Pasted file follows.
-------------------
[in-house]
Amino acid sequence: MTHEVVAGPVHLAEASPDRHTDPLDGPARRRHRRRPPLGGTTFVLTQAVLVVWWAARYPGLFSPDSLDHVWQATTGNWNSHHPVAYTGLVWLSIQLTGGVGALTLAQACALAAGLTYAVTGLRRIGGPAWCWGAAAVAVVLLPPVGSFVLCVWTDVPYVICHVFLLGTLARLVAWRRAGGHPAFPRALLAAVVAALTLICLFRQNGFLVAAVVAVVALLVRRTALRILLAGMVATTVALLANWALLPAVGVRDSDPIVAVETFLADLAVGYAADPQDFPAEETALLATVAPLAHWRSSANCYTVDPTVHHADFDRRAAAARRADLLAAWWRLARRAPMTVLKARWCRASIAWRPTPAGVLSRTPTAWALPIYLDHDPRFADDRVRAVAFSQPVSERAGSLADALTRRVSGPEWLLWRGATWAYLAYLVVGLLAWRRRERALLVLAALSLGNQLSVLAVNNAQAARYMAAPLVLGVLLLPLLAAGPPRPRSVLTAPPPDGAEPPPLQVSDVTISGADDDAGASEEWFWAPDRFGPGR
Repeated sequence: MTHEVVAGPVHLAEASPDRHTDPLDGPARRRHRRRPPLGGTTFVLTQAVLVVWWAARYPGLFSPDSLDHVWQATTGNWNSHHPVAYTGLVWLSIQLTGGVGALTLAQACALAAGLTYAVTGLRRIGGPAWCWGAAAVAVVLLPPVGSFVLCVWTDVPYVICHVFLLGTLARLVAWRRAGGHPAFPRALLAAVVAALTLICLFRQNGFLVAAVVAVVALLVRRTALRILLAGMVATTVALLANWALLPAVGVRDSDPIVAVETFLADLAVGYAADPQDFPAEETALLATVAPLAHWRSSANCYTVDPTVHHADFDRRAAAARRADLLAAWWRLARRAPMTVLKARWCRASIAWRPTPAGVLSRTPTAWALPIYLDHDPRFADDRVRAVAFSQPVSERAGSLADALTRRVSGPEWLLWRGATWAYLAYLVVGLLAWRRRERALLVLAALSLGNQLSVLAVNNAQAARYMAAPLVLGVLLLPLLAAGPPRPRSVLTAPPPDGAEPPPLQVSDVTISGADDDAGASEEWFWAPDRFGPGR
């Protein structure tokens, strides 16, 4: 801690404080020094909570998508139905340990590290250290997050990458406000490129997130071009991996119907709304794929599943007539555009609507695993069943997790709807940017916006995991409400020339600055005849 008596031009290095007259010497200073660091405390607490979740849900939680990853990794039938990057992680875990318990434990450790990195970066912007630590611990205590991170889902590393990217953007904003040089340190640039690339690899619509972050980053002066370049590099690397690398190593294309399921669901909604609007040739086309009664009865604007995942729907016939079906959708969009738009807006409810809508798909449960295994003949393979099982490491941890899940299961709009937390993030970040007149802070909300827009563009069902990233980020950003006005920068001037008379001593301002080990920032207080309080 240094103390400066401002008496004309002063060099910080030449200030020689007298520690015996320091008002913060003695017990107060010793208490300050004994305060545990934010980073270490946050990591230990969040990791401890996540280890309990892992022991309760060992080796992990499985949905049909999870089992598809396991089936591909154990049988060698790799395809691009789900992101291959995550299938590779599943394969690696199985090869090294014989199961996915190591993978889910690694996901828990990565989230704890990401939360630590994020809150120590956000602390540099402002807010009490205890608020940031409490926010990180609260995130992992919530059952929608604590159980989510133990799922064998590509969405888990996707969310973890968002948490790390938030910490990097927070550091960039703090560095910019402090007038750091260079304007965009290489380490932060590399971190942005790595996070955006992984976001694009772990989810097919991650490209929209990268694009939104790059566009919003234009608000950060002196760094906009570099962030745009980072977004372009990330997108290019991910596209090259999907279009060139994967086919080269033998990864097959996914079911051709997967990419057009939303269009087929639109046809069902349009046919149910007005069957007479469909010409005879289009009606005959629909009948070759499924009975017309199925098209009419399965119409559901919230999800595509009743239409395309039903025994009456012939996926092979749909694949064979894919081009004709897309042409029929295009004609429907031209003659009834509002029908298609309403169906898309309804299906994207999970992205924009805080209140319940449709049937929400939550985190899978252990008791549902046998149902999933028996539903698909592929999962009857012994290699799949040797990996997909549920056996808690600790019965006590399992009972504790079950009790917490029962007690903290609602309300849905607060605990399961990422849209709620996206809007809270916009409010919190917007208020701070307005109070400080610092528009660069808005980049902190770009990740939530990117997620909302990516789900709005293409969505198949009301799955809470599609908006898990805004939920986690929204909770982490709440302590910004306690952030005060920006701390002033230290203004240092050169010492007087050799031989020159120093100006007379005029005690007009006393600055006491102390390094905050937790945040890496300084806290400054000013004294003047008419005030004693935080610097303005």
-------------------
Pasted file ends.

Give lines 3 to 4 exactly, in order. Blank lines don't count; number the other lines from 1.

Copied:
Repeated sequence: MTHEVVAGPVHLAEASPDRHTDPLDGPARRRHRRRPPLGGTTFVLTQAVLVVWWAARYPGLFSPDSLDHVWQATTGNWNSHHPVAYTGLVWLSIQLTGGVGALTLAQACALAAGLTYAVTGLRRIGGPAWCWGAAAVAVVLLPPVGSFVLCVWTDVPYVICHVFLLGTLARLVAWRRAGGHPAFPRALLAAVVAALTLICLFRQNGFLVAAVVAVVALLVRRTALRILLAGMVATTVALLANWALLPAVGVRDSDPIVAVETFLADLAVGYAADPQDFPAEETALLATVAPLAHWRSSANCYTVDPTVHHADFDRRAAAARRADLLAAWWRLARRAPMTVLKARWCRASIAWRPTPAGVLSRTPTAWALPIYLDHDPRFADDRVRAVAFSQPVSERAGSLADALTRRVSGPEWLLWRGATWAYLAYLVVGLLAWRRRERALLVLAALSLGNQLSVLAVNNAQAARYMAAPLVLGVLLLPLLAAGPPRPRSVLTAPPPDGAEPPPLQVSDVTISGADDDAGASEEWFWAPDRFGPGR
């Protein structure tokens, strides 16, 4: 801690404080020094909570998508139905340990590290250290997050990458406000490129997130071009991996119907709304794929599943007539555009609507695993069943997790709807940017916006995991409400020339600055005849 008596031009290095007259010497200073660091405390607490979740849900939680990853990794039938990057992680875990318990434990450790990195970066912007630590611990205590991170889902590393990217953007904003040089340190640039690339690899619509972050980053002066370049590099690397690398190593294309399921669901909604609007040739086309009664009865604007995942729907016939079906959708969009738009807006409810809508798909449960295994003949393979099982490491941890899940299961709009937390993030970040007149802070909300827009563009069902990233980020950003006005920068001037008379001593301002080990920032207080309080 240094103390400066401002008496004309002063060099910080030449200030020689007298520690015996320091008002913060003695017990107060010793208490300050004994305060545990934010980073270490946050990591230990969040990791401890996540280890309990892992022991309760060992080796992990499985949905049909999870089992598809396991089936591909154990049988060698790799395809691009789900992101291959995550299938590779599943394969690696199985090869090294014989199961996915190591993978889910690694996901828990990565989230704890990401939360630590994020809150120590956000602390540099402002807010009490205890608020940031409490926010990180609260995130992992919530059952929608604590159980989510133990799922064998590509969405888990996707969310973890968002948490790390938030910490990097927070550091960039703090560095910019402090007038750091260079304007965009290489380490932060590399971190942005790595996070955006992984976001694009772990989810097919991650490209929209990268694009939104790059566009919003234009608000950060002196760094906009570099962030745009980072977004372009990330997108290019991910596209090259999907279009060139994967086919080269033998990864097959996914079911051709997967990419057009939303269009087929639109046809069902349009046919149910007005069957007479469909010409005879289009009606005959629909009948070759499924009975017309199925098209009419399965119409559901919230999800595509009743239409395309039903025994009456012939996926092979749909694949064979894919081009004709897309042409029929295009004609429907031209003659009834509002029908298609309403169906898309309804299906994207999970992205924009805080209140319940449709049937929400939550985190899978252990008791549902046998149902999933028996539903698909592929999962009857012994290699799949040797990996997909549920056996808690600790019965006590399992009972504790079950009790917490029962007690903290609602309300849905607060605990399961990422849209709620996206809007809270916009409010919190917007208020701070307005109070400080610092528009660069808005980049902190770009990740939530990117997620909302990516789900709005293409969505198949009301799955809470599609908006898990805004939920986690929204909770982490709440302590910004306690952030005060920006701390002033230290203004240092050169010492007087050799031989020159120093100006007379005029005690007009006393600055006491102390390094905050937790945040890496300084806290400054000013004294003047008419005030004693935080610097303005």